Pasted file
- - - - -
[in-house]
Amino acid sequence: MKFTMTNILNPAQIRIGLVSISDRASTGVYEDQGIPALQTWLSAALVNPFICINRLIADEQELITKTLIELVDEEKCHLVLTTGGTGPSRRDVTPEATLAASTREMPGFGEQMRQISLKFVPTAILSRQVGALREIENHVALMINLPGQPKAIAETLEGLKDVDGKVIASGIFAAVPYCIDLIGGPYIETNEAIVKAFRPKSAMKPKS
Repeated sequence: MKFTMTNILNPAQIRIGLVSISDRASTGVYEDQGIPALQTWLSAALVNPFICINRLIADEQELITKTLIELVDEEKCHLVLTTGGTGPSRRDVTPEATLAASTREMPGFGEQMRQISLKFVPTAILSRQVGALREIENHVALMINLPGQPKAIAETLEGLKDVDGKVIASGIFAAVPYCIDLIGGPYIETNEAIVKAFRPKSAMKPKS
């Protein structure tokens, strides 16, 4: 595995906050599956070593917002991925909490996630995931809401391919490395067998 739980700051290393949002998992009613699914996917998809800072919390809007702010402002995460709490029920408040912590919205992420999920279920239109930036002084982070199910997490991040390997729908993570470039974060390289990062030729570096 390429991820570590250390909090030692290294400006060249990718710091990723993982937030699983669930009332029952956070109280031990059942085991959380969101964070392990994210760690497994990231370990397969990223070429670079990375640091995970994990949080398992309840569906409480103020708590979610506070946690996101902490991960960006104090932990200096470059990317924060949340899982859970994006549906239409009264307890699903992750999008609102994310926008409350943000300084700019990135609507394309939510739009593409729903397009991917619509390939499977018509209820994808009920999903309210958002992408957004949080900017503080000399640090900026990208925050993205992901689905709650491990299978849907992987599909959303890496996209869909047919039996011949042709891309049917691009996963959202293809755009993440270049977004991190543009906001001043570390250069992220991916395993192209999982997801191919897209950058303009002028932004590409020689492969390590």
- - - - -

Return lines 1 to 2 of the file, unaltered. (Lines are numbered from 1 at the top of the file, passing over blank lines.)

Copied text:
[in-house]
Amino acid sequence: MKFTMTNILNPAQIRIGLVSISDRASTGVYEDQGIPALQTWLSAALVNPFICINRLIADEQELITKTLIELVDEEKCHLVLTTGGTGPSRRDVTPEATLAASTREMPGFGEQMRQISLKFVPTAILSRQVGALREIENHVALMINLPGQPKAIAETLEGLKDVDGKVIASGIFAAVPYCIDLIGGPYIETNEAIVKAFRPKSAMKPKS